North: North of Virginia, black drum are revered in many angling circles, mostly because they don’t live in these waters year-round. Their presence between Southern Long Island in New York and Maryland is fleeting. Massive schools of drum move into the bays and surf line from offshore to spawn, and their arrival is dictated by moon phases in May and June. Ironically, while these fish are far more prevalent in the South, the Northeast boasts some of the biggest black drum catches, including the 113-pound world record that has stood since 1975. That fish was caught in Delaware Bay, and even today, this body of water continues to kick out 60-plus-pound drum every spring. Black drum also invade the beaches in this zone, giving striped bass anglers fishing baits like clams and menhaden another target with shoulders to tussle with in the waves. Because Northeast drum come in from offshore, they tend to be cleaner, and less worm riddled. It’s not uncommon for anglers here to keep large specimens, as barbecued drum ribs and drumfish Parmigiana are both popular local dishes. 

Read Next: Best Redfish Lures


Albies, or bonita, are underrated table fare, but you’ve got to treat them properly. Joe Cermele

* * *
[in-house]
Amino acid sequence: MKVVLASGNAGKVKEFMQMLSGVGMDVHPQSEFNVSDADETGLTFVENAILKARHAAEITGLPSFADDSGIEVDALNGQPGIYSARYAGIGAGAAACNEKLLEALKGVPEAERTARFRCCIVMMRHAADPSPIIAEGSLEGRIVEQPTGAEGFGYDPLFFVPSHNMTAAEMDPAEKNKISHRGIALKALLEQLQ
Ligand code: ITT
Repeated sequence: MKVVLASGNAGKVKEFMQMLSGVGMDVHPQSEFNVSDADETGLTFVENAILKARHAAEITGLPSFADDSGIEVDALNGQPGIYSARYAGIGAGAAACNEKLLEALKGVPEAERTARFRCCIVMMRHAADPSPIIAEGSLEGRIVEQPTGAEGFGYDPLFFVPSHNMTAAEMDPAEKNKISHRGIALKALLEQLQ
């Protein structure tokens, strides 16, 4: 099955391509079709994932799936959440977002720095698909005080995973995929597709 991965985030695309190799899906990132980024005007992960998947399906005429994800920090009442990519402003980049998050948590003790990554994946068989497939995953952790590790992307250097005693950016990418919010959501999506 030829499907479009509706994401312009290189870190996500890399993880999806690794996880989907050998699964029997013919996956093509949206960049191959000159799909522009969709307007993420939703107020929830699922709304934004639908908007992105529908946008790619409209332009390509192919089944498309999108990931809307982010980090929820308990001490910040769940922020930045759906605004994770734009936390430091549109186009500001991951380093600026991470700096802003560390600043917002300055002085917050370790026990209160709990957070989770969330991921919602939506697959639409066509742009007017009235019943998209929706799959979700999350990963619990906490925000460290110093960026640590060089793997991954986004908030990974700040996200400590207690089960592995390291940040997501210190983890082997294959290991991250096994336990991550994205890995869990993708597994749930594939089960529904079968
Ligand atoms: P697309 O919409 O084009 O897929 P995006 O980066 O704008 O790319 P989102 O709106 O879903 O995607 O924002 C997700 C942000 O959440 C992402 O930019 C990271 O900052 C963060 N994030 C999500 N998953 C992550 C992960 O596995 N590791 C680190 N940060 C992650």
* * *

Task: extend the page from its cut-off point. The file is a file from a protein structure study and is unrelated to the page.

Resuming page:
South: If you want to catch a trophy bonita—north of 20 pounds, that is—there’s no better place to do it than the South. These tuna cousins are abundant year-round from the Atlantic Coast of Florida all the way across the Gulf of Mexico to Texas. With suitable water temperatures even in winter and an abundance of food, it’s not difficult to get a school of bonita fired up just a couple miles offshore with a bit of chum. The problem is that there are so many bonita in the South, they’re a nuisance to most anglers. That’s not to suggest they don’t have loyal fans wielding fly rods and light-tackle outfits in this zone. But by and large, bonita frustrate anglers because they beat snapper to their jigs, yellowfin tuna to their chunk baits, and kingfish to their trolling lures. Given their speed and strength, fighting them takes time and zaps your energy—which you might need when the desired target strikes. While related to tuna, bonita flesh is dark and saturated with oil, so it has little food value. At best, anglers keep a few to cut up for strip baits when targeting species like yellowfin tuna and swordfish.